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Non-resident investors bought a record amount of provincial bonds, $9.17-billion, exceeding a record set last May, and bought a relatively small $436-million in federal government bonds.JONATHAN HAYWARD/The Canadian Press

Canadian investors waiting for our dollar to recover could be missing out on great opportunities outside the country, according to a money manager and a currency expert.

It's not hard to see why many are feeling trapped. Here at home pickings are slim on the resource-heavy TSX as plunging oil prices take Canadian stocks into what seems like a bottomless pit.

Outside Canada a 76-cent loonie doesn't go very far when buying stocks in U.S. dollars. Investors also face the risk that U.S.-denominated equities could decline in value in Canadian dollars if the loonie rises.

One way to eliminate the risk of a rising loonie is through hedged mutual funds or exchange traded funds, but annual fees for that sort of safety can be more than 10 basis points higher.

The solution? Damn the loonie.

"I don't think you're going to get burned on the currency right now," says Allan Small, senior investment adviser with Allan Small Financial Group, of HollisWealth in Toronto. He says investors who didn't take advantage of the above-par dollar three years ago to diversify outside Canada should get over it and move on. "People will be afraid of the currency today when they should have been afraid of the currency six months ago."

Betting on a volatile currency market by paying a premium on a hedged mutual fund or ETF is wasted money, he says.

"Sure, you're losing on the dollar to buy today, but unless the Canadian currency really moves higher over the next 12 months, when you go to sell your U.S. investment you're going to make what you lost," he says, pointing out that a currency hedge could also impede gains if the loonie falls.

"You could even see our dollar fall further when the U.S. raises their interest rate."

The bigger risk is holding too much of an investment portfolio in Canadian stocks, he says, because our market lacks diversity. One-third of all publicly traded Canadian stocks are resource related, and another third are banks and insurance companies with close ties to the resource sector.

"You want to gain exposure into areas we don't have, such as retail and biotech," he says. "I challenge you to find more than three Canadian retailers today. You would tell me Loblaw, you would tell me Canadian Tire and you would be stumped – maybe Rona? Over all, we have nothing up here."

He encourages his clients to diversify now into a much broader pool of non-resource and non-finance stocks in the United States. "It's difficult enough to play the stock market. Playing the currency market is even more volatile," he says.

Even Boris Schlossberg, head of currency strategy with BK Asset Management in New York, agrees that the future relationship between the U.S. and Canadian dollars is tough to call.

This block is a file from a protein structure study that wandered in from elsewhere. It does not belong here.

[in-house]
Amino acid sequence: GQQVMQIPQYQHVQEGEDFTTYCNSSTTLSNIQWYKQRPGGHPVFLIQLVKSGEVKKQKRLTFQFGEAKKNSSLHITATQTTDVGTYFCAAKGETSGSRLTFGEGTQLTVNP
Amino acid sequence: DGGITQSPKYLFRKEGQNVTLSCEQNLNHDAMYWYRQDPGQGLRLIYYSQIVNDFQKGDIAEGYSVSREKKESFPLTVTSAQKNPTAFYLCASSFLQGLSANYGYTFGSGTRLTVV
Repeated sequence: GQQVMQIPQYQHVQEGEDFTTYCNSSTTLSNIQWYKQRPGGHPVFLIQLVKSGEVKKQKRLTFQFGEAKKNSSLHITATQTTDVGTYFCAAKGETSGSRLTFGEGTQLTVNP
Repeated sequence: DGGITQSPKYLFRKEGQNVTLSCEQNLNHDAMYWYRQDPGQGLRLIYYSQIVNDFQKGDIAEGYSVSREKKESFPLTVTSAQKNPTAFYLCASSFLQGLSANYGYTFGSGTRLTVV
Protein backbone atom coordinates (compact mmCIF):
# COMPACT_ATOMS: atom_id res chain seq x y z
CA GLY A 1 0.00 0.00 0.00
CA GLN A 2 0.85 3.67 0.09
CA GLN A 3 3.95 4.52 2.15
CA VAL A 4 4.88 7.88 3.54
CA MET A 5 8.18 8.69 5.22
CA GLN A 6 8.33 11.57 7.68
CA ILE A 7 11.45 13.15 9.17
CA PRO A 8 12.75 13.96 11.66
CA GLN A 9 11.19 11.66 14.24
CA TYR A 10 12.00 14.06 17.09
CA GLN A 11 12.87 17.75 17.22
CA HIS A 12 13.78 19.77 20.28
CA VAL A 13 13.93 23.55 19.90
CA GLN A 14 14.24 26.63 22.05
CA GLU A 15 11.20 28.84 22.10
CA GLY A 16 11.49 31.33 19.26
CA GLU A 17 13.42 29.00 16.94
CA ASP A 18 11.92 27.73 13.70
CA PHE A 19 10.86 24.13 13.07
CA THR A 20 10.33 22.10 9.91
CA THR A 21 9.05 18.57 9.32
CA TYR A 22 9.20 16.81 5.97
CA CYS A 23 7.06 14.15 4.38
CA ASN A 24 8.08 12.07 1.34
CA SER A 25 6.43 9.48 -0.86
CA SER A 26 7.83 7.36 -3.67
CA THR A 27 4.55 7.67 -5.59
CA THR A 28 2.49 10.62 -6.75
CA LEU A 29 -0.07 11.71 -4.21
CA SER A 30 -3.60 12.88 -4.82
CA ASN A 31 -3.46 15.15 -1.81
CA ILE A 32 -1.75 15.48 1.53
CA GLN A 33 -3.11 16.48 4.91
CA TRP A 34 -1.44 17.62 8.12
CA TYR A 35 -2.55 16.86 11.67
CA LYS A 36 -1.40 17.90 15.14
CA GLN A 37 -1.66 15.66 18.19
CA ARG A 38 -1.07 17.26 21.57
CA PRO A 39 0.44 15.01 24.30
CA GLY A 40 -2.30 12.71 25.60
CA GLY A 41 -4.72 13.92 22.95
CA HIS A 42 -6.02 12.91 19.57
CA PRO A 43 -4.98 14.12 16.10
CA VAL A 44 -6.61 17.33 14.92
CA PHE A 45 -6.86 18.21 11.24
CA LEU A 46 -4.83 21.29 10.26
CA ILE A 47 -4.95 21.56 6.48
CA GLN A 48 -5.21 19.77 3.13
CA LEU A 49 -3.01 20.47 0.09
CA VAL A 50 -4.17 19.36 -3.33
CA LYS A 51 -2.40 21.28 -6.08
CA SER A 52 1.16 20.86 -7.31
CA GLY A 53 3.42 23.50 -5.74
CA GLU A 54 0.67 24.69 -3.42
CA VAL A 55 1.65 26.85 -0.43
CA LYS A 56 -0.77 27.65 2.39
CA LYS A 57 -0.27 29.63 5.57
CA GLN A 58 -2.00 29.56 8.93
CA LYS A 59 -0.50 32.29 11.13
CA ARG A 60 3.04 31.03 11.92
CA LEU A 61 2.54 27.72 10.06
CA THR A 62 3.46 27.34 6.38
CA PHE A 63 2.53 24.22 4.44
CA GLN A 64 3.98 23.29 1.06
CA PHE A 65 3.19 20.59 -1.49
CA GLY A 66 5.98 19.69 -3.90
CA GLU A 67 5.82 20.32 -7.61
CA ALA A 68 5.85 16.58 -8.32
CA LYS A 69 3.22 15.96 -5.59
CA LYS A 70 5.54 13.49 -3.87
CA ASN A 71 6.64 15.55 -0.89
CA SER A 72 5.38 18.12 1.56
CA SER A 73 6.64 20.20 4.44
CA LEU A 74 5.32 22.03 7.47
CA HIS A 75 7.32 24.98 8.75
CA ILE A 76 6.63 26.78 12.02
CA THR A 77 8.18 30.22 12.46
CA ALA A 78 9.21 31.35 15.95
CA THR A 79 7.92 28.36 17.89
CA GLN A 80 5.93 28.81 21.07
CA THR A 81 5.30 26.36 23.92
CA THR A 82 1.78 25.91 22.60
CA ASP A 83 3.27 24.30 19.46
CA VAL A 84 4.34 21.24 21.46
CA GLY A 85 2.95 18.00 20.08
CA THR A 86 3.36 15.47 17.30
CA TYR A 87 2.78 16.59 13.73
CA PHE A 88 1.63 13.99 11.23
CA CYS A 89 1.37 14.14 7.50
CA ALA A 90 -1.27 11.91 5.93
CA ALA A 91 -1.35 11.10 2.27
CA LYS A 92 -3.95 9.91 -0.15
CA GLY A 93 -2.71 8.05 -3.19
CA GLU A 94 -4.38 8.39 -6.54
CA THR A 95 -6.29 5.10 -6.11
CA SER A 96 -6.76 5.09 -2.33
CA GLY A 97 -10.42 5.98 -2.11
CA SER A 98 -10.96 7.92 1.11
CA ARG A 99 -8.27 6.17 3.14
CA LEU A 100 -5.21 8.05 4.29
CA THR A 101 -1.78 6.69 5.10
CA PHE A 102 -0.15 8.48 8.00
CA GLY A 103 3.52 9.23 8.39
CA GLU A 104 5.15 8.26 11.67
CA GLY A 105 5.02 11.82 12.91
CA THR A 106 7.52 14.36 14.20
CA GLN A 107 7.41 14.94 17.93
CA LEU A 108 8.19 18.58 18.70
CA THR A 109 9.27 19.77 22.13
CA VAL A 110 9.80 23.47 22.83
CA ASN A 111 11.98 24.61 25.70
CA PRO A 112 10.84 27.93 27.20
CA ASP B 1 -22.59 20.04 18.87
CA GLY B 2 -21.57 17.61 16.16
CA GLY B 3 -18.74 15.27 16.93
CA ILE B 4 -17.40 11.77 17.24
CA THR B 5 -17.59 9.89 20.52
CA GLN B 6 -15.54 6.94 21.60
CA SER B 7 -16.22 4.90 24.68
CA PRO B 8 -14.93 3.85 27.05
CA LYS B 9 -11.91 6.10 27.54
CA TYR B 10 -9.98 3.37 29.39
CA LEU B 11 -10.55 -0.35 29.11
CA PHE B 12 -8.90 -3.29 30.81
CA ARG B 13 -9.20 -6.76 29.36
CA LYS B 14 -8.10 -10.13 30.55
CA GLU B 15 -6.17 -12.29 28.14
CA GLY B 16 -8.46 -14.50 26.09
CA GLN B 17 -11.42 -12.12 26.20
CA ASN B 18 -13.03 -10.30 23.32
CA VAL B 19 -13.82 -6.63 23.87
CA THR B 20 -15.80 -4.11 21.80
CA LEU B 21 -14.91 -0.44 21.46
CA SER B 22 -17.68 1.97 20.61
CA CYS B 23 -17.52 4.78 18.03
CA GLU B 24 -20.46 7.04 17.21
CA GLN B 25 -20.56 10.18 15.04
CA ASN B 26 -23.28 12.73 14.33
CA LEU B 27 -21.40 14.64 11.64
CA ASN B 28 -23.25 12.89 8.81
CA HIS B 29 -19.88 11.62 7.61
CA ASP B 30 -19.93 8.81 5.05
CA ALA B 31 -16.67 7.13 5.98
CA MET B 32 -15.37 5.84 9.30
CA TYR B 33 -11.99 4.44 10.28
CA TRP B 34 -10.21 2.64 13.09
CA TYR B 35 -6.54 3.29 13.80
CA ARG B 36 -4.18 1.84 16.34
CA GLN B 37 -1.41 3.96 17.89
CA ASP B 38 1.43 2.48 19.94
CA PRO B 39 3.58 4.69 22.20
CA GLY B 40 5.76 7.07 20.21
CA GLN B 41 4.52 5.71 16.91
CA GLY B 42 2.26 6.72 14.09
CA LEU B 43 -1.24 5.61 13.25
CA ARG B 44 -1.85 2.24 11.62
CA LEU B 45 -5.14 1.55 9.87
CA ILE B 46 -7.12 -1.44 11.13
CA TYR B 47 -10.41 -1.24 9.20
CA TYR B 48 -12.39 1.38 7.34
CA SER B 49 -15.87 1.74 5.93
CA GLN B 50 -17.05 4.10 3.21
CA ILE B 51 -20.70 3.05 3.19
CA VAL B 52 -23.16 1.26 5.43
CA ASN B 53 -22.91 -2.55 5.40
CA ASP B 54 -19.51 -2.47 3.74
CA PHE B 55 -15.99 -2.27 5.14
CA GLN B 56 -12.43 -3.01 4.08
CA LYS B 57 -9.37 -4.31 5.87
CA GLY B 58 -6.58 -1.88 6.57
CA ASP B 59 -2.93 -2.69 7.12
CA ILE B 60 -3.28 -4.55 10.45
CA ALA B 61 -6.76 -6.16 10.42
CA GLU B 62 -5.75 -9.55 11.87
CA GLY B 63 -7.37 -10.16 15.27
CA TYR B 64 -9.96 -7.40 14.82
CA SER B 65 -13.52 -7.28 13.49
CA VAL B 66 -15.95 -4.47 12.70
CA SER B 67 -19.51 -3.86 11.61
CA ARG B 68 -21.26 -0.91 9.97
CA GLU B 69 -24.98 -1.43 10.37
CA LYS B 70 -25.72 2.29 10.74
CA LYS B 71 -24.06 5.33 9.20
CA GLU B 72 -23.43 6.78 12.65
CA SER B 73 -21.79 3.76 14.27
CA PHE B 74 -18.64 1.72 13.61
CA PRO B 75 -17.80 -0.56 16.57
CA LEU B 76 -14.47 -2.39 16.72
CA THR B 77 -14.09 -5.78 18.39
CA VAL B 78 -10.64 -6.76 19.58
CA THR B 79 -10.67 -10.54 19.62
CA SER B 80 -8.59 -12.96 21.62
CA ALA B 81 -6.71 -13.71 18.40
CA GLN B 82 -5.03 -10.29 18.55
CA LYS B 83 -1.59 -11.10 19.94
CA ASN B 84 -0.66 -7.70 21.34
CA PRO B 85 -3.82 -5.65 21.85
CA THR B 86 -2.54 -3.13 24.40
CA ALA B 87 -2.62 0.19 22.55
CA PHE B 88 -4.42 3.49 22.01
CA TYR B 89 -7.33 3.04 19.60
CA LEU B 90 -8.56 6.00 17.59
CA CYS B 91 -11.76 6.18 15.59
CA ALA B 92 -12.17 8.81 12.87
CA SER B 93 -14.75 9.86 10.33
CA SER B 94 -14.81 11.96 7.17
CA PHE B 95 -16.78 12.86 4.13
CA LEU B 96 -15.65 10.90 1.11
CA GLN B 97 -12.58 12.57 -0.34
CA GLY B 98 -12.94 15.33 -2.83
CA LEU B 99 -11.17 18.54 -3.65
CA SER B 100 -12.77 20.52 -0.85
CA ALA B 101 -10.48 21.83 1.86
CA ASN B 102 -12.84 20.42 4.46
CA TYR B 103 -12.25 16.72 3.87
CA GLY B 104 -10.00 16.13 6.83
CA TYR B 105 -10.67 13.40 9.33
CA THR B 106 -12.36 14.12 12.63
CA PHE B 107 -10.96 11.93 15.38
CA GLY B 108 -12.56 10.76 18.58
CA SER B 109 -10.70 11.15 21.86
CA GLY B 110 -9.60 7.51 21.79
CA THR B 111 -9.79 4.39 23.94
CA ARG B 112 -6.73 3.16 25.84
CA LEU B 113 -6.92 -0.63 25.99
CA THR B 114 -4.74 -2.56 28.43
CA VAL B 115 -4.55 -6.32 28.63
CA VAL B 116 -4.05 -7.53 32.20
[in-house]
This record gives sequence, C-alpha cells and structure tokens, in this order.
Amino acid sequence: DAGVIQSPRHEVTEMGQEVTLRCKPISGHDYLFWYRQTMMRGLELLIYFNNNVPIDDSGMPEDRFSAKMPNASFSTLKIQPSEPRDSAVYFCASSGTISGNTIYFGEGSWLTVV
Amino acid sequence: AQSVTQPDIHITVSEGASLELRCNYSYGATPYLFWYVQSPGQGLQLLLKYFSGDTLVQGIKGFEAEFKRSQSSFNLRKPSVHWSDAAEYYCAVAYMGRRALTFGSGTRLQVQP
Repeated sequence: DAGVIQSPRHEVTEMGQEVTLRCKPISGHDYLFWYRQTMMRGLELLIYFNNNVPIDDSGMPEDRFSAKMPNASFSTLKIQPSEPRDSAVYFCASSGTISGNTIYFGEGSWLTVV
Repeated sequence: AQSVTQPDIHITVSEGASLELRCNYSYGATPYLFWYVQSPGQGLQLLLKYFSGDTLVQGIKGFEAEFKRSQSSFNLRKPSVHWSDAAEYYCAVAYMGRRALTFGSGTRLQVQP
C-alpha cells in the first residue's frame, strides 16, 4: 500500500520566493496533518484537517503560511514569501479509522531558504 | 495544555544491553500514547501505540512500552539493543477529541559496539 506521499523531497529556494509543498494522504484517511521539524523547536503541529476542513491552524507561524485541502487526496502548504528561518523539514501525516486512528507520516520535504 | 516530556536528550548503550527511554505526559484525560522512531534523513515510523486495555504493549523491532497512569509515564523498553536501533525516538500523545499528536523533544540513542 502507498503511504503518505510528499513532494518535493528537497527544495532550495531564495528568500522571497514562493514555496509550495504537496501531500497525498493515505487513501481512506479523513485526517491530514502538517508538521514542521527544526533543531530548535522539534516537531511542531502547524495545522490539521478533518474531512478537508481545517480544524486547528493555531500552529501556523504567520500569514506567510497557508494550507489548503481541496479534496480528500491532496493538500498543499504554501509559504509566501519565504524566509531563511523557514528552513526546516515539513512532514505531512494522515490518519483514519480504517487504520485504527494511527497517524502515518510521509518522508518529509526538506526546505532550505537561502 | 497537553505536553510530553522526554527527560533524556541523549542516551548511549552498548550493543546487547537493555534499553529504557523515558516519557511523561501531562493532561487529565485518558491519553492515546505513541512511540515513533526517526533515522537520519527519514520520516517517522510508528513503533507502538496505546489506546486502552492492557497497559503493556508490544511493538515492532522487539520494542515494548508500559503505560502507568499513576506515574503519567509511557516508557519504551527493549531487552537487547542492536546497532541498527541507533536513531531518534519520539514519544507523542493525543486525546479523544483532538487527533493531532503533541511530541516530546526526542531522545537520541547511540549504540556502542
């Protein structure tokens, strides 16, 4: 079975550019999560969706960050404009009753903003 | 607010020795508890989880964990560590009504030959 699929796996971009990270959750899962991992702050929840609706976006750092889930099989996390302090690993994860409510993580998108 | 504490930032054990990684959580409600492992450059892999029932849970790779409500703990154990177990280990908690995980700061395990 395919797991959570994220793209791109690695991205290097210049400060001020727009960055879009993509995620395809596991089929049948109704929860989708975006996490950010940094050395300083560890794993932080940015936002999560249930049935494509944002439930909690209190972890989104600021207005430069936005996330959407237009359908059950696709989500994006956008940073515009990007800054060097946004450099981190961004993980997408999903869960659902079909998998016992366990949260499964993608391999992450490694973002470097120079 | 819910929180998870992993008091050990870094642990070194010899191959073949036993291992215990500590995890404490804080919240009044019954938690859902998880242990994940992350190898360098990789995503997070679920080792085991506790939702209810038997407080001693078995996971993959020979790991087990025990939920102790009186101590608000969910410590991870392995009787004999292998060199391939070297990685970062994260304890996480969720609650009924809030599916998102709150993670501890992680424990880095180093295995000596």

"I think [the loonie] is mired in a long term decline," he says. "It's very rare that the oil market just bounces like a rubber ball from the bottom. When oil goes into a bear market it tends to be pretty extended – 12 to 18 months. That means by extension the bear market in the Canadian dollar is very likely to be 12 to 18 months, minimal."

As oil finds a bottom Mr. Schlossberg doesn't expect the Canadian dollar to fall any lower than 66 cents. "We're pretty close to the bottom of that cycle, which could be 5 to 10 years in the making before it comes back up to 80 or 85 cents," he says.

Any fluctuations during that time will be influenced by the strength of the Canadian economy in relation to the U.S. economy, he says. "Either Canada is going to get better or the U.S. is going to get worse. Either way the Canadian dollar is going to strengthen eventually against the U.S. dollar."

He reminds investors that unlike stocks, currencies are bound within a range because central banks control their supply. "They never go to zero and they never go to infinity. There's always a natural boundary," he says.

Mr. Schlossberg's advice to Canadian investors is to avoid incurring a certain loss by paying extra to hedge the loonie. He says the best currency hedge is purchasing U.S.-dollar investments in increments over time. "Simply buy an index fund at a regular interval. You will be buying lots of those shares when they are low and few of those shares when they are high, and they will naturally be timing the market," he says. "This is the single best way to diversify."

The biggest mistake Canadians can make, he says, is trying to time the currency market hoping for a quick shift in the loonie – a term he calls "FOMO," or "fear of missing out."

"The best way to psychologically beat FOMO," he says, "is to never engage in it in the first place."

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